(Mark O’Brien, Henry Czerny, Mimi Kudzyk, et. Al | 1 hr. 37 min | R | Panoramic Pictures)
Summary: When a troubled man prays for punishment, he gets more than he bargained for when an injured young man shows up on his property.
Verdict: Indie suspense film The Righteous opens with a lot of promise: White light condenses down into a spotlight in which a man stands, praying a fervent prayer of confession. Moments later, the praying man is revealed to be not only the father of a dead girl, but also a priest that has faltered in his faith and walked away from the priesthood. He even goes as far to question if this is the worst thing that could possibly happen and to pray for punishment for unconfessed sins.
To this end, the film starts out seeming predictable; that some Big Thing is on the horizon that will be the crucible that will ultimately lead Frederick back to God. But fortunately, this is merely the beginning.
The whole of the film takes place on the property owned by Frederick and his wife, Ethel. They are each in their own way unlikeable. Frederick doesn’t have much to say (a fact that doesn’t serve Henry Czerny well as the lead for the first third of the film), and Ethel seems cold.
But then again, you can’t necessarily blame either one of them for being cold or quiet, as each is working through the untimely death of their adopted daughter, Joanie. It’s also known that Frederick has been prone to “lapses of memory,” and seems to occasionally see visions of his little girl. But inexplicably, these visions go nowhere.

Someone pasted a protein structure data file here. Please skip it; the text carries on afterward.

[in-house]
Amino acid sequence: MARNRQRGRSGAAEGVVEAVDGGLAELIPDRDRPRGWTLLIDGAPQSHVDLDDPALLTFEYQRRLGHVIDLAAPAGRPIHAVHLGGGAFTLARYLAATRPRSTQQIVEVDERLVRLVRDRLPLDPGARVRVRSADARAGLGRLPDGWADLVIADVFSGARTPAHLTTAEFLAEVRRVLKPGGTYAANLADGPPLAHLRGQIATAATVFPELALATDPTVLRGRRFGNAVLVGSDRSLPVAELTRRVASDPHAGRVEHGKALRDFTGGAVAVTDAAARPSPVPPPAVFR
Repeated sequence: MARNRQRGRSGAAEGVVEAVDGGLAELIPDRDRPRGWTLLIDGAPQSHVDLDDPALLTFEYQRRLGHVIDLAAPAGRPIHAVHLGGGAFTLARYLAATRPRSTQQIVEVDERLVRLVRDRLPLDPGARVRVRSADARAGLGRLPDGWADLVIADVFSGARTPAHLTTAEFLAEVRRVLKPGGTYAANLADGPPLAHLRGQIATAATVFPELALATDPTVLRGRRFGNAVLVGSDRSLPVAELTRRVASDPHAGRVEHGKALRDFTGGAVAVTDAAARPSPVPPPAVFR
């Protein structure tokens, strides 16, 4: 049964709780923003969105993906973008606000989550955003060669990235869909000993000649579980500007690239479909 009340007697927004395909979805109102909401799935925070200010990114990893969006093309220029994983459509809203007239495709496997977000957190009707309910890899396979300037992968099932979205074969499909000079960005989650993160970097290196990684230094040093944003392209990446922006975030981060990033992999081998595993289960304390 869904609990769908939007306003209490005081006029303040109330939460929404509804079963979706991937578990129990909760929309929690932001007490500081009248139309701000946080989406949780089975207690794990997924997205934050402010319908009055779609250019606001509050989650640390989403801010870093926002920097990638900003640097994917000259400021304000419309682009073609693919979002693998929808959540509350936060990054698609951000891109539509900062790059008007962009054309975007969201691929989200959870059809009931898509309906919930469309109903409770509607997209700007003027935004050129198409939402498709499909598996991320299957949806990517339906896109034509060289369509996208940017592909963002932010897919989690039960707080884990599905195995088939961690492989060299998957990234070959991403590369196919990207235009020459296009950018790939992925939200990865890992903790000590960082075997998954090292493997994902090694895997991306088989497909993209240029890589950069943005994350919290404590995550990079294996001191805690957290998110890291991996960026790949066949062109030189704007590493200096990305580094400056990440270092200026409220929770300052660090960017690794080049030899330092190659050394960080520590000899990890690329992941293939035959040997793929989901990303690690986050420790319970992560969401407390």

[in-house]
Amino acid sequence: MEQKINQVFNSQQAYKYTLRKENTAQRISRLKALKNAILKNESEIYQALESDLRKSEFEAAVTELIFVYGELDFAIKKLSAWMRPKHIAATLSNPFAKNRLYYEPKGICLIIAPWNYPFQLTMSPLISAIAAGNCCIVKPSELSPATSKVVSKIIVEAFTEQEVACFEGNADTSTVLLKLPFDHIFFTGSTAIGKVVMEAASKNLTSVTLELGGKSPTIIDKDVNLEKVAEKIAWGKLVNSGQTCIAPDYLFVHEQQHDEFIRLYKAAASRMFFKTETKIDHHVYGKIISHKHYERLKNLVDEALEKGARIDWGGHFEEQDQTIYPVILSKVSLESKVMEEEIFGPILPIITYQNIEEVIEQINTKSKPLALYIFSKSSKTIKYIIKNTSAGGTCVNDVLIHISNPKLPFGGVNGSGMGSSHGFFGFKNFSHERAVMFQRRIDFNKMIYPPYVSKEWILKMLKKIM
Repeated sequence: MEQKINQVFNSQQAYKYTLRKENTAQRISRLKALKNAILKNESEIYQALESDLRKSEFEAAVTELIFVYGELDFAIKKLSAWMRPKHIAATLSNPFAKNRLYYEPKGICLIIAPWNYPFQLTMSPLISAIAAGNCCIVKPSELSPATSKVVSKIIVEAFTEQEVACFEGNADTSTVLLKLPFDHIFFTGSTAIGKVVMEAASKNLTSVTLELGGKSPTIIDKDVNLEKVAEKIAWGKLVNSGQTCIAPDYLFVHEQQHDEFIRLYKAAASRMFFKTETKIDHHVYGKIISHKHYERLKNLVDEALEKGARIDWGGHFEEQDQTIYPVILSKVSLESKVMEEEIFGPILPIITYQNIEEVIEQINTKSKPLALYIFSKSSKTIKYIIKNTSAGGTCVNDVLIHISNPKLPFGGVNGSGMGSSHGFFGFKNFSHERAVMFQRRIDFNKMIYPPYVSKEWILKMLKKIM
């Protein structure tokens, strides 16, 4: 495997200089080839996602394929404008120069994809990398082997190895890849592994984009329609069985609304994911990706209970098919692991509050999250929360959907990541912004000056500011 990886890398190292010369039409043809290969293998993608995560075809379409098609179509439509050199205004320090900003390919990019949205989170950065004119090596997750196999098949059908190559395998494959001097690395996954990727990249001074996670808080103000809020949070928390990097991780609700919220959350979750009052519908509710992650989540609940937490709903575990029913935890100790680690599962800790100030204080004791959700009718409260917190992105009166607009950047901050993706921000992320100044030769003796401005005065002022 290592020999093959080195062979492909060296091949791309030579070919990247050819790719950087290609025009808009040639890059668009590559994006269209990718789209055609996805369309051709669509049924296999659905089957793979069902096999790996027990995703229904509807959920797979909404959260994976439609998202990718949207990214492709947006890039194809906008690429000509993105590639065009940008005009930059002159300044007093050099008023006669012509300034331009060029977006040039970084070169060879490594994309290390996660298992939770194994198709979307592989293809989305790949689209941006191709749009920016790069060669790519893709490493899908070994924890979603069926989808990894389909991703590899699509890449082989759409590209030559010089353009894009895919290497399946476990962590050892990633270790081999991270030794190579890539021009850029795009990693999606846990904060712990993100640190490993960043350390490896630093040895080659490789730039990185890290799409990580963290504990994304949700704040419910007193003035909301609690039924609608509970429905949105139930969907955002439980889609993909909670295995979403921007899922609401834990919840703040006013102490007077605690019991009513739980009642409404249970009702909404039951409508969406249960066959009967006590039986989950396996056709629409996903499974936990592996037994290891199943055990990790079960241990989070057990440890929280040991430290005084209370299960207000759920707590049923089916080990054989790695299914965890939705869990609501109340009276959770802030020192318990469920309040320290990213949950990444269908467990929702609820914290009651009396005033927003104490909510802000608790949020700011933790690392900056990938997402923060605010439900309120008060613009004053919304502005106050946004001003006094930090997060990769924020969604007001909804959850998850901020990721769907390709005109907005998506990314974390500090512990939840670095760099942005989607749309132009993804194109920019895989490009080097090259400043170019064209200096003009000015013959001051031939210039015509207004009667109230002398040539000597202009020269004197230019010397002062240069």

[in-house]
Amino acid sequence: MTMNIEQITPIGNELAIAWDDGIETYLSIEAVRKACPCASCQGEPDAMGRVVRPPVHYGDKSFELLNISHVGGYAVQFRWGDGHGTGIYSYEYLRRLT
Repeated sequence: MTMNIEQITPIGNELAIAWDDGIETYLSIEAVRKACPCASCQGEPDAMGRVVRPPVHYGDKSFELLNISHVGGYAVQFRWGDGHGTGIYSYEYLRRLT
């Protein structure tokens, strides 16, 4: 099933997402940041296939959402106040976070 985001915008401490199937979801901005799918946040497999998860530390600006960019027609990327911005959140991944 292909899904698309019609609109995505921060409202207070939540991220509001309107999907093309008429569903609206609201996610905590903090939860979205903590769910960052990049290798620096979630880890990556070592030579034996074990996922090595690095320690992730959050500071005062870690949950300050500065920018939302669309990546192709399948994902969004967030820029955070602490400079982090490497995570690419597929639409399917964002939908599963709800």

Things get weird when Frederick and Ethel are paid a visit on the same night by two separate visitors: Their much more likable family friend Doris, who is battling some issues of her own, and an injured young man named Aaron (Mark O’Brien). It is the latter of the two on which the film hinges, and when Frederick and Ethel take Aaron in for the night and, after a conversation about (tragic) backstories, Aaron collapses and begs Frederick to save him.
Ominous, isn’t it?
The next morning, Frederick awakes to find Ethel having completely gotten over the suspicions she’d had about Aaron, deciding that she wants him to stay. It’s nice to see Mimi Kudzyk’s Ethel have reason to smile, but Frederick isn’t entirely sold on Aaron sticking around, especially after the odd conversation they’d had the night before.
The heartfelt speech that Ethel gives about filling gaps and the right people coming along just when you need them would go a long way toward making this film the nicer, homey family drama than the meandering, extra-large Twilight Zone episode it is.
The final act of the film is the meat of it all, in which Aaron claims to be the manifestation of Frederick’s long-forgotten lovechild with a bit of a demonic twist. It is here that writer-director Mark O’Brien steps out as the shining star of the whole thing as he and Czerny trade tense quips to one another about things like love and mercy and punishment and God’s justice.
The last thirty minutes of the film beg to be watched rather than explained, so that the viewer might decide for themselves if they were able to make sense of the wandering dialogue and plot points that look and feel like red herrings. The high point of The Righteous —apart from Mark O’Brien playing Aaron as half southern gentleman, half dubious entity after whom death seems to follow — is the fact that the film is shot in black and white. Having that element adds to the sensation that the film works so hard to facilitate.
There is also a very nice callback montage that happens at the film’s climax, and it goes a long way toward lending believability to what is being played out in that moment.
And while viewers probably shouldn’t look to The Righteous for any sort of sound theological wisdom, a remark from another priest may well ring true: “Be careful what you wish for and be certain what you pray for.”
Review by: Ashley J. Cicotte
The Righteous is available to stream on VOD.